To sum up what we read, here's another of those handy plot recaps from SparkNotes.com:
The Duke enters, disguised as a friar, and Escalus begins to question him. Escalus asks the Duke/Friar if he sent Isabella and Mariana to slander Angelo, claiming that they have already accused him of doing so. The Duke/Friar says this is untrue and asks to see the Duke. Escalus says that the Duke has given him (Eschalus) free reign. Escalus threatens to torture the Duke's friar alter ego, who says that he has seen a lot of corruption during his visit to Vienna.
Angelo asks Lucio to testify against the Duke/Friar, and he claims that he heard the Duke/Friar slander the Duke. The Duke argues that it was actually Lucio who insulted the Duke, saying that he loves the Duke as much as he loves himself. Escalus tries to send the Duke off to prison, but the Duke tells the provost not to obey. Lucio pulls the Duke's hood off, revealing his identity.
The Duke turns to Angelo and asks if there is anything he would like to say in his own defense. Angelo confesses to his crime and asks for a death sentence. The Duke sentences him to marry Mariana instead. The Duke asks Isabella to come to him, and she says that she is ashamed to have asked him for help. He supposes that she must be wondering why he did not disclose his identity earlier in order to save Claudio's life, and he tells her that the death occurred sooner than he expected, but that Claudio was now in a better place. On Isabella's behalf, the Duke orders Angelo to be executed to pay for Claudio's death.
Mariana says, "I hope you will not mock me with a husband!" She is worried that she will be a widow instead of a married woman, and so she asks for her husband to be pardoned. The Duke refuses, saying that at least her virtue will be preserved, and that she can find a better husband now. Mariana asks for Isabella's help in persuading the Duke, saying that everyone has their faults.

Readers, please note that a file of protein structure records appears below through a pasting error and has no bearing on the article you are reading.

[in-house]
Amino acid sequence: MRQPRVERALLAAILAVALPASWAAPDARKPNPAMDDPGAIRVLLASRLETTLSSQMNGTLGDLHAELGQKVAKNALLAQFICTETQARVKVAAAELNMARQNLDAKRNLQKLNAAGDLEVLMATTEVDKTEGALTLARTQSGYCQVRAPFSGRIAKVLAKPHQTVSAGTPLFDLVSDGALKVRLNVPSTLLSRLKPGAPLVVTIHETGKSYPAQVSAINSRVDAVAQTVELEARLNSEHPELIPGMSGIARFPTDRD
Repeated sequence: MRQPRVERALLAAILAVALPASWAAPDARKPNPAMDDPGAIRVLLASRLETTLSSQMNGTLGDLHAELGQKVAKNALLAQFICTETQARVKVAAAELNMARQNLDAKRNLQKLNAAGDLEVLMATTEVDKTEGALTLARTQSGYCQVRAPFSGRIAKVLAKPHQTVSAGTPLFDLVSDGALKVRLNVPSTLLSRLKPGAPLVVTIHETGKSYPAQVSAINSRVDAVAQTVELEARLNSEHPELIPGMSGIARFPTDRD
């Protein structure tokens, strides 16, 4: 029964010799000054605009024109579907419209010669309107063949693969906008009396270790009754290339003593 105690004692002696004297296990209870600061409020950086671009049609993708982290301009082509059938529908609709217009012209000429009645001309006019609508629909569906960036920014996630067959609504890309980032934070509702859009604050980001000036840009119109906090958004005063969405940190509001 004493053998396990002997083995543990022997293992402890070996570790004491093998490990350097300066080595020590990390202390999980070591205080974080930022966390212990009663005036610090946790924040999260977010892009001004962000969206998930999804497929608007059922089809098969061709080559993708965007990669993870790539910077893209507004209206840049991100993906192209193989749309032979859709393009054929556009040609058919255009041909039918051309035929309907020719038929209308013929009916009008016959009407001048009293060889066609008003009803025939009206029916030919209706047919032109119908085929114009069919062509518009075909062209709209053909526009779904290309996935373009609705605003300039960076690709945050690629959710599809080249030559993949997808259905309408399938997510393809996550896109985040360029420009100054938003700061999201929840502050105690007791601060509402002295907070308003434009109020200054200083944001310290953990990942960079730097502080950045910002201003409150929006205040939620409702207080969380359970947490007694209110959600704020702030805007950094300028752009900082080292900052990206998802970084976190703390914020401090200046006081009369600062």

Isabella kneels and asks the Duke to pardon Angelo, saying that she believes he meant well in his original plans to clean up the city. The Duke asks the provost why Claudio was executed at such an unusual hour. He fires the provost for obeying private orders. The provost argues that he went against private orders by saving Barnadine, and the Duke asks to see him.
The provost brings Barnadine, along with a muffled Claudio. The Duke pardons Barnadine, telling the friar to take care of him. He then asks who the muffled man is. The provost says he is another prisoner meant to be executed, one that looks like Claudio. He unveils Claudio. The Duke tells Isabella that Claudio is pardoned and asks her to marry him. He then sentences Lucio to marry whatever woman claims to have been impregnated by him. The Duke concludes by saying that everyone should live happily ever after, including Isabella and himself.
Question of the Day:
Does Isabella accept the Duke's offer of marriage? (Official answer: Who knows? )
Takeaway Quote of the Day
They say, best men are molded out of faults;
And, for the most, become much more the better
For being a little bad:
—Mariana, speaking about Angelo, trying to convince Isabella to forgive him